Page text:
Black Milk, the Detroit rapper and producer born Curtis Cross, is a grown-ass man. Unless he’s reflecting on, say, his 13-year-old self’s hopes for new sneakers and a blue fitted cap on “Quarter Water” or his version of Kendrick Lamar’s Sherane on “Story and Her”, you will not find many vices on If There’s a Hell Below, his sixth solo album. What you will find are songs that reflect his maturity and dedication to the album as a form: a canvas for ideas that bubble up in the artist’s mind for months, even years. Cross isn’t pretentious about all this, either; Hell Below seems to be the inevitable result of an artist who arrived curious about different musical forms and has grown his way to master status. Nine years removed from his debut, he’s making some of the best music of his career.
These songs don’t always sound like just hip-hop songs; they’re more than that, sprawling epics in their own right. May Black Milk always retain his passion for the possibilities of drum loops, but he’s grown increasingly attracted to rich soundscapes and bold instrumentation, too. The booming but intricate opener, “Everyday Was”, immediately stamps the album as ambitious, all knocking drums and spacey synth lines. “Hell Below” and “Detroit’s New Dance Show” form a nine-minute stretch that showcases Black’s versatility as a producer. The first song is almost entirely instrumental, a burst of high-BPM drums and horn spritzes, while the second bumps with a techno pulse, giving it a similar musical glow even though Black raps on it. Somewhat disappointingly, his collaboration with BadBadNotGood, “Now or Never”, is missing here, but Black consistently matches the liveliness of that instrumental trio’s own arrangements, adding to his resume as a composer with lengthy outros and other inter-song connective tissue. If all this is indulgent, it helps that Black has really good taste.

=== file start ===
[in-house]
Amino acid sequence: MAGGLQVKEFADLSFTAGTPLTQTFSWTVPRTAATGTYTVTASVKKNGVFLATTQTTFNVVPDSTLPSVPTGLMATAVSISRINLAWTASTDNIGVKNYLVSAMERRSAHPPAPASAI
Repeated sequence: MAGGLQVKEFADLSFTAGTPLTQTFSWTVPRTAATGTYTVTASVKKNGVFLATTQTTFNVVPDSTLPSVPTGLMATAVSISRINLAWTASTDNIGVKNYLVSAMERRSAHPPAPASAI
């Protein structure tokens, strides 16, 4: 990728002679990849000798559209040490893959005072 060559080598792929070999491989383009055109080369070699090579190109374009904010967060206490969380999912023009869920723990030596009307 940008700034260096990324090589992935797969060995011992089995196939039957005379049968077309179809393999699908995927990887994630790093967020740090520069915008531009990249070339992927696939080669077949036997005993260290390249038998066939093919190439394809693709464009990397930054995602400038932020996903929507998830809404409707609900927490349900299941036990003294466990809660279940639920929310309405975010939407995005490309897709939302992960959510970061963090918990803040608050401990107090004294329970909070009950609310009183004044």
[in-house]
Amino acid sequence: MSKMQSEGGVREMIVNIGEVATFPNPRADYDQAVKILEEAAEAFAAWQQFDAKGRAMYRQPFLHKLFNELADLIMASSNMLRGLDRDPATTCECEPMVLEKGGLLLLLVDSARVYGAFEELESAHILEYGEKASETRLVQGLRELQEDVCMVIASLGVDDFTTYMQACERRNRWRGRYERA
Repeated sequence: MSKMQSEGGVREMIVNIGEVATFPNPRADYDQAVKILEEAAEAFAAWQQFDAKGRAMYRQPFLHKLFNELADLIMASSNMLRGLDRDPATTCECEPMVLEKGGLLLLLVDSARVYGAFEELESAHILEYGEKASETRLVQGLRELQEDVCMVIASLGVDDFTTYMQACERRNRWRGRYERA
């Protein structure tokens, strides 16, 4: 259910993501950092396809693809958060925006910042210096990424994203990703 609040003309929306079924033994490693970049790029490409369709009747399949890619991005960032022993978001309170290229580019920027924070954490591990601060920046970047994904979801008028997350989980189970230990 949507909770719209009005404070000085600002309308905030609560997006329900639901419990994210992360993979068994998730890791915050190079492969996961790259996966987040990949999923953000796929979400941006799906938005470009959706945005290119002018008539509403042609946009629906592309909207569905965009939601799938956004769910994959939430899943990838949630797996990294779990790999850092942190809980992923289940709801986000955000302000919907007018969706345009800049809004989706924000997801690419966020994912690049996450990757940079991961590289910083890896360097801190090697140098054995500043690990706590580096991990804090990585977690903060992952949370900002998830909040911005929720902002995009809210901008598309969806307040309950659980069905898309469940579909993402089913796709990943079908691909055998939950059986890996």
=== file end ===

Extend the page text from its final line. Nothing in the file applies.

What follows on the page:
Unless he wanted to perpetuate the notion that he’s now a better producer than rapper, Black needed to fill his Hell Below notebooks with detail and heart. Fortunately, the resulting album feels real. The second song here, “What It’s Worth”, features some of Black’s chief concerns in life; he wants to keep his mom in respectable living conditions and his brother on the straight and narrow. On “Leave the Bones Behind”, he echoes the idea more succinctly: “I think about my kinfolk with every pen stroke.” The response to “if there’s a Hell below” would presumably be “we’re all going to go,” as taken from the Curtis Mayfield song. But on “Up & Out”, Black declares, “then we already in it.” That’s one way to look at things, but ultimately, he wants to be clear that there’s always a way out.
Black’s penmanship is distinguished, so there’s always the risk that guests will disrupt the narrative if they’re not similarly conceptual or otherwise on-point. Here, Black’s recruited rappers from the Midwest (Guilty Simpson), the West Coast (Blu), and the South (Bun B). And, even Pete Rock, some 22 years removed from his debut with CL Smooth, shows up sounding (surprisingly?) youthful. Together, these gentlemen are tribute to the respect that Black’s contemporaries have for him regardless of their own background. Almost exactly three years ago, he collaborated with Danny Brown for the Black and Brown EP, and Lord knows Brown has left Black Milk in the dust as far as popularity goes. For better or worse, there are no hits here, but where the album lacks in mass memorability it more than makes up for in craftsmanship — a career highlight from an artist whose focus only improves with age.
Essential Tracks: “What It’s Worth”, “Leave the Bones Behind”